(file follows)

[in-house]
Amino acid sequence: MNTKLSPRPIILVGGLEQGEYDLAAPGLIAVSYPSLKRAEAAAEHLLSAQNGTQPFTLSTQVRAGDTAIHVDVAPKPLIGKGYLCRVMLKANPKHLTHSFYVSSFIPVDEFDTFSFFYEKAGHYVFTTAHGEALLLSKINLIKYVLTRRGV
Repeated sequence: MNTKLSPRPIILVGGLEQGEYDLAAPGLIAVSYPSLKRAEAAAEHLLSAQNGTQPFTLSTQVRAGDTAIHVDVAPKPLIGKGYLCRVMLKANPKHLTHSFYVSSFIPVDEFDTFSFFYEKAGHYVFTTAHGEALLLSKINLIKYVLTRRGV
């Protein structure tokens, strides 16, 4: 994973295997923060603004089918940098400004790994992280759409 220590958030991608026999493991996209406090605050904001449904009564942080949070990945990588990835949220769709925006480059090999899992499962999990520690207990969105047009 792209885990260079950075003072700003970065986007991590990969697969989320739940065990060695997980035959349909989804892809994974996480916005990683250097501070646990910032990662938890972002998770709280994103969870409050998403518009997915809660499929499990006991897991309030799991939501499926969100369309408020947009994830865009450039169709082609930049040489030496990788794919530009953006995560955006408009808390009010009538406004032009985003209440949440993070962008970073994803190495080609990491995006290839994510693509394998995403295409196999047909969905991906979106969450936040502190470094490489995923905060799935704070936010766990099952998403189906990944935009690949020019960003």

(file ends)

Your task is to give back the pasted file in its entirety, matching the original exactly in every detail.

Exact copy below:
[in-house]
Amino acid sequence: MNTKLSPRPIILVGGLEQGEYDLAAPGLIAVSYPSLKRAEAAAEHLLSAQNGTQPFTLSTQVRAGDTAIHVDVAPKPLIGKGYLCRVMLKANPKHLTHSFYVSSFIPVDEFDTFSFFYEKAGHYVFTTAHGEALLLSKINLIKYVLTRRGV
Repeated sequence: MNTKLSPRPIILVGGLEQGEYDLAAPGLIAVSYPSLKRAEAAAEHLLSAQNGTQPFTLSTQVRAGDTAIHVDVAPKPLIGKGYLCRVMLKANPKHLTHSFYVSSFIPVDEFDTFSFFYEKAGHYVFTTAHGEALLLSKINLIKYVLTRRGV
């Protein structure tokens, strides 16, 4: 994973295997923060603004089918940098400004790994992280759409 220590958030991608026999493991996209406090605050904001449904009564942080949070990945990588990835949220769709925006480059090999899992499962999990520690207990969105047009 792209885990260079950075003072700003970065986007991590990969697969989320739940065990060695997980035959349909989804892809994974996480916005990683250097501070646990910032990662938890972002998770709280994103969870409050998403518009997915809660499929499990006991897991309030799991939501499926969100369309408020947009994830865009450039169709082609930049040489030496990788794919530009953006995560955006408009808390009010009538406004032009985003209440949440993070962008970073994803190495080609990491995006290839994510693509394998995403295409196999047909969905991906979106969450936040502190470094490489995923905060799935704070936010766990099952998403189906990944935009690949020019960003």